|Figure 2. Identifying the minimal machinery required for SNX9-regulated actin assembly. (A) Maximal activation of actin polymerization by liposomes containing 4% PI(4,5)P2 + 1% PI(3)P (with 48% PC and 47% PS) assayed by pyrene actin assay in the minimal reconstituted system (20 nM Arp2/3 complex, 500 nM Cdc42⋅GTP-γS, 100 nM N-WASP/WIP complex, 100 nM SNX9, and 1 µM actin, 65:35 pyrene actin) compared with 4% PI(4,5)P2 alone, actin alone, and activation by GST-VCA fragment from N-WASP as a positive control. Data show the mean of eight traces. AU, arbitrary units. (B) Maximal rates from two technical repeats each of four independent experiments showing the mean and SEM. The maximal rates were normalized against 100% activation by GST-VCA. Significance was tested using an ANOVA test with a Tukey's multiple comparison post-hoc test; actin versus PI(4,5)P2: P = 0.900; actin versus PI(4,5)P2/PI(3)P: ***, P = 0.001; actin versus −Cdc42: P = 0.9000. ns, not significant. (C) Direct observation of liposomes (4% PI(4,5)P2, 1% PI(3)P, 65% PC, 30% PS; purple) in the presence of the minimal purified system containing 50 nM Arp2/3 complex, 50 nM Cdc42⋅GTP-γS, 100 nM N-WASP–WIP complex, 100 nM SNX9, 8 µM unlabeled actin, and 0.3 µM Alexa Fluor 647–labeled actin. Actin asters form at the surface of highly curved liposomes only when all components are present. (D) Activation of Cdc42 is needed. Direct observation of liposome samples with a continuous size distribution from 50 nm to 5 µm (4% PI(4,5)P2, 1% PI(3)P, 65% PC, 30% PS; purple) in the presence of the minimal purified system containing Cdc42⋅GDP. (C and D) Bars, 3 µm. (E) Electron micrograph of actin asters after incubation of PI(4,5)P2/PI(3)P liposomes with the minimal purified system shows disordered and branched actin filaments. Bar, 100 nm. (F–I) All components of the purified system are required for efficient actin polymerization. No actin polymerization is seen with the minimal purified system minus each individual component: Cdc42⋅GTP-γS (F), SNX9 (G), N-WASP–WIP (H), or Arp2/3 complex (I). Bars, 6 µm.|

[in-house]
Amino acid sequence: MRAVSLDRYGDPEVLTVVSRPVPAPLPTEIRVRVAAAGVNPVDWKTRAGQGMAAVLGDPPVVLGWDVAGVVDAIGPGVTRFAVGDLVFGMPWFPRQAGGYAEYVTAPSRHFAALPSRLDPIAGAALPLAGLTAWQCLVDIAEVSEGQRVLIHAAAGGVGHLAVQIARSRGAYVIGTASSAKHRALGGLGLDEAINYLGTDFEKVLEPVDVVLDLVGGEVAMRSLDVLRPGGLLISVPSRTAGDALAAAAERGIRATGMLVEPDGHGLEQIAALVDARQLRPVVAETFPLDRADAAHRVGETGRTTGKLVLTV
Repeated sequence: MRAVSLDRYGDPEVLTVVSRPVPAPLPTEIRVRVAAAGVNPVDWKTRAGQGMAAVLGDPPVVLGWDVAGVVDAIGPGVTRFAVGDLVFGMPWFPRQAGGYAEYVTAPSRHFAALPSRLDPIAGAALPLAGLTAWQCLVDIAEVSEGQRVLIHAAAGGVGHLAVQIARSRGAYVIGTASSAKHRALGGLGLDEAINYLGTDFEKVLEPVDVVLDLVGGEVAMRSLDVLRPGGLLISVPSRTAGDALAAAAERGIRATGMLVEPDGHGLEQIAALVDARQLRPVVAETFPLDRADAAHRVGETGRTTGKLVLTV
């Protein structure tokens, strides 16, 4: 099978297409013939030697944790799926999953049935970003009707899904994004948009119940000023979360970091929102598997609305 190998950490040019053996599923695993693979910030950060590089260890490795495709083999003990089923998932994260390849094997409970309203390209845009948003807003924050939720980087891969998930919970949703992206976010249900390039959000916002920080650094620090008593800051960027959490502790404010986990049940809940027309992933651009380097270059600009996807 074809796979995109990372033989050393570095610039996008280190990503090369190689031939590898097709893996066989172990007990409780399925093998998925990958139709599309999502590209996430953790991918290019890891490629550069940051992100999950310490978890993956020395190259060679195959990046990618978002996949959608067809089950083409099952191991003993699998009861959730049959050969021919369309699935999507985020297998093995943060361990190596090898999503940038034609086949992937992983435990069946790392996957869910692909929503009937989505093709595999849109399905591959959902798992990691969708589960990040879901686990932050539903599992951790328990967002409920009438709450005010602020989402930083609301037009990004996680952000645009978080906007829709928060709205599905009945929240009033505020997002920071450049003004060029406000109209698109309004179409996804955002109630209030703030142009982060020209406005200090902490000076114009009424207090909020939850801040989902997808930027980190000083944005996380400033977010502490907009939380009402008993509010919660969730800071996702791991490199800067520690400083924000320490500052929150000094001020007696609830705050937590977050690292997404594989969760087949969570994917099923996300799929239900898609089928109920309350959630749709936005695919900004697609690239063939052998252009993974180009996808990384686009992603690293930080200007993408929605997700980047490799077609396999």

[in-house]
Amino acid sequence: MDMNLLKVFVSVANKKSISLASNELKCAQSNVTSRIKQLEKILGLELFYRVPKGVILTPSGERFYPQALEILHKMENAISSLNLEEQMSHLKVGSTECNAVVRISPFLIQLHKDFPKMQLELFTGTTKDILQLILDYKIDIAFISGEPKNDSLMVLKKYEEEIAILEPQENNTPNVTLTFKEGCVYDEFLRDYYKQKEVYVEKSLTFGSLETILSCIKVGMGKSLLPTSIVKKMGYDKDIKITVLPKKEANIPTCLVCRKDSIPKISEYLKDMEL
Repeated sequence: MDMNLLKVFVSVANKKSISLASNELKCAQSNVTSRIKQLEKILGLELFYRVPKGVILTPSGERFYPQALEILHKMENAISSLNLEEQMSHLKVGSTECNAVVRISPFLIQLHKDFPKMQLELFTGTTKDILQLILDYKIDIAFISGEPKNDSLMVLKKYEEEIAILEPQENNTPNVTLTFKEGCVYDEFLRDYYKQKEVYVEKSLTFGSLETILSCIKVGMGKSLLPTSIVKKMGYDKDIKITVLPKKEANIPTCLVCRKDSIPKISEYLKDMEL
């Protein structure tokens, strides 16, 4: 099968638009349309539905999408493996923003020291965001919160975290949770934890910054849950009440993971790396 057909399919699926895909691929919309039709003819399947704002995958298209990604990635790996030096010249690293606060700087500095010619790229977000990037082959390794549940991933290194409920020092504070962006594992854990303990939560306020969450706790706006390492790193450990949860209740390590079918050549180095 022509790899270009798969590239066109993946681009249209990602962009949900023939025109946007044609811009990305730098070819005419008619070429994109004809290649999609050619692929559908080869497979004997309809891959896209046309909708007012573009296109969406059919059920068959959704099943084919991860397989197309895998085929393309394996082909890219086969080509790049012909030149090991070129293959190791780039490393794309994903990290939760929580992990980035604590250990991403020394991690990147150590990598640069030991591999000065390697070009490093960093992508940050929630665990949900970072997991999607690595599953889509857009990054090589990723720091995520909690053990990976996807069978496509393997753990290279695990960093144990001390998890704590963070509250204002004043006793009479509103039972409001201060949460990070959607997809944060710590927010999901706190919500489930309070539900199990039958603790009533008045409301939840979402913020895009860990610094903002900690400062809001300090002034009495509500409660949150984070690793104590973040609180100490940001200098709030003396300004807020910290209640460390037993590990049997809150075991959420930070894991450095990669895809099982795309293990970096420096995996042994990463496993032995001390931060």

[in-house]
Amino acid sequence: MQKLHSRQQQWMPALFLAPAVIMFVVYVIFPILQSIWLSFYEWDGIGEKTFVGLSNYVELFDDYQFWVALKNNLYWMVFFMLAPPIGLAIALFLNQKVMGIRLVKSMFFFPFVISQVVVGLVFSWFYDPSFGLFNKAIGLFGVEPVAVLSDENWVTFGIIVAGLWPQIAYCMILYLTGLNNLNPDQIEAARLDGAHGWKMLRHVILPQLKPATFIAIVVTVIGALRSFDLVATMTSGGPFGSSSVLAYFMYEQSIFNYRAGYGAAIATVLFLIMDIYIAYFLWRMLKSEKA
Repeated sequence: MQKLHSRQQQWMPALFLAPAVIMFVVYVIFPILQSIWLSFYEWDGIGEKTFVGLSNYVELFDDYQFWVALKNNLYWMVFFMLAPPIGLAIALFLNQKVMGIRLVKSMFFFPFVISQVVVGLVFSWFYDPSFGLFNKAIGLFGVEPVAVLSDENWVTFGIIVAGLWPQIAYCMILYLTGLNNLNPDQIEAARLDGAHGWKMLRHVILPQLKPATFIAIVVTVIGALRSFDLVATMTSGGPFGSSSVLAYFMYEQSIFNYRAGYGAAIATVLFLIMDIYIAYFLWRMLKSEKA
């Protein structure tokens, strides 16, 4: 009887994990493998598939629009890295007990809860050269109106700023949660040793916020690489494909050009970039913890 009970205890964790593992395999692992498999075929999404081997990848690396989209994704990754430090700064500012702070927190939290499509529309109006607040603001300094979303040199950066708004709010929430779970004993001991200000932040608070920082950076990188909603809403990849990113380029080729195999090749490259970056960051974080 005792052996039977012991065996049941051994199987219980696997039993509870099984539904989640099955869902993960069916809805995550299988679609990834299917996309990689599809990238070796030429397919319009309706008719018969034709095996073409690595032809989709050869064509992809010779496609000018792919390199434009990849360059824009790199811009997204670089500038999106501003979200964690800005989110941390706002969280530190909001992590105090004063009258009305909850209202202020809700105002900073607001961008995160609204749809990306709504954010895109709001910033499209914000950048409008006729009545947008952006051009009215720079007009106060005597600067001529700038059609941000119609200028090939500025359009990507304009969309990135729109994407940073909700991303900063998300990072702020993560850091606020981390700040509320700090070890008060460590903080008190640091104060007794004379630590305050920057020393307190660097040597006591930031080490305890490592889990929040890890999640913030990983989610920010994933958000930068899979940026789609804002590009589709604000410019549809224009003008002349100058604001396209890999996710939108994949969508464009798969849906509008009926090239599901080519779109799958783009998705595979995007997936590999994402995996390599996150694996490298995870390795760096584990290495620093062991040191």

|Figure 3. A unique property of SNX9 subfamily in binding two phosphoinositides using two adjacent lipid-binding domains. (A) Mutations in the various proposed lipid-binding sites within the PX and BAR domains of Xenopus SNX9. K511E/K517E, which are residues that make up a positively charged patch within the SNX9 BAR domain, and Y276A/K302A, which is the phosphoinositide lipid–binding pocket within the PX domain. The structure shown is 2RAI, downloaded from the Protein Data Bank and visualized in the CCP4mg molecular graphics package with the Xenopus numbering inferred from a sequence alignment performed in Lasergene software. (B) The liposome compositions used were 5% PI(4,5)P2, 5% PI(3)P, or 4% PI(4,5)P2/1% PI(3)P with 65% PC and 30% PS. Mutagenesis shows that binding of SNX9 to 100-nm PI(4,5)P2 liposomes is driven by positively charged patches on the BAR domain binding to PI(4,5)P2. The pocket on the PX domain is important for binding PI(4,5)P2 and PI(3)P. Data are the mean of three independent liposome batches and sedimentation assays. One-way ANOVA between mutants is not significant for PI(3)P: P = 0.0594. One-way ANOVA between mutants is significant for PI(4,5)P2: P = 0.0133; and PI(4,5)P2/PI(3)P: P = 9.25 × 10−5. By post-hoc Tukey's honest significant difference (HSD) test, the difference between WT and Y276A/K302A for PI(4,5)P2/PI(3)P: **, P = 0.00223; for PI(4,5)P2: P = 0.864; and for PI(3)P: P = 0.0730. For the WT compared with K511E/K517E mutant with PI(4,5)P2/PI(3)P: **, P = 0.00101; for PI(4,5)P2: *, P = 0.0161; and for PI(3)P: P = 0.098. (C) Phosphoinositides and SNX-BAR proteins in the endosomal network. Schematic diagram showing putative double phosphoinositide compositions for trafficking between compartments where SNX PX–BAR domains are implicated. (D) Sedimentation assay of SNX2, 4, 5, or 8 on liposomes that contain various double phosphoinositide lipid compositions. The liposome compositions were 5% of each phosphoinositide with 65% PC and 30% or 25% PS. Data are the mean of three independent liposome batches and sedimentation assays. No binding is above background suggesting that double phosphoinositide binding is a property specific to the SNX9 subfamily. (E) Sedimentation assay of extracts with liposomes that contain 4% PI(4,5)P2; 1% PI(3)P; or 4% PI(4,5)P2/1% PI(3)P and 65% PC; and 30, 34, or 31% PS with SNX9, 18, and 33 detected by Western blotting. Quantification from three independent liposome batches and Western blots. Error bars are the SEM. One-way ANOVA for SNX9 gives P = 3.113 × 10−8 with Tukey's post-hoc HSD test between PI(4,5)P2 and PI(4,5)P2/PI(3)P: **, P = 0.00100. One-way ANOVA for SNX18 gives P = 0.0013 with Tukey's post-hoc HSD test between PI(4,5)P2 and PI(4,5)P2/PI(3)P: *, P = 0.0112. One-way ANOVA for SNX33 gives P = 10−6 with Tukey's post-hoc HSD test between PI(4,5)P2 and PI(4,5)P2/PI(3)P: **, P = 0.00101.|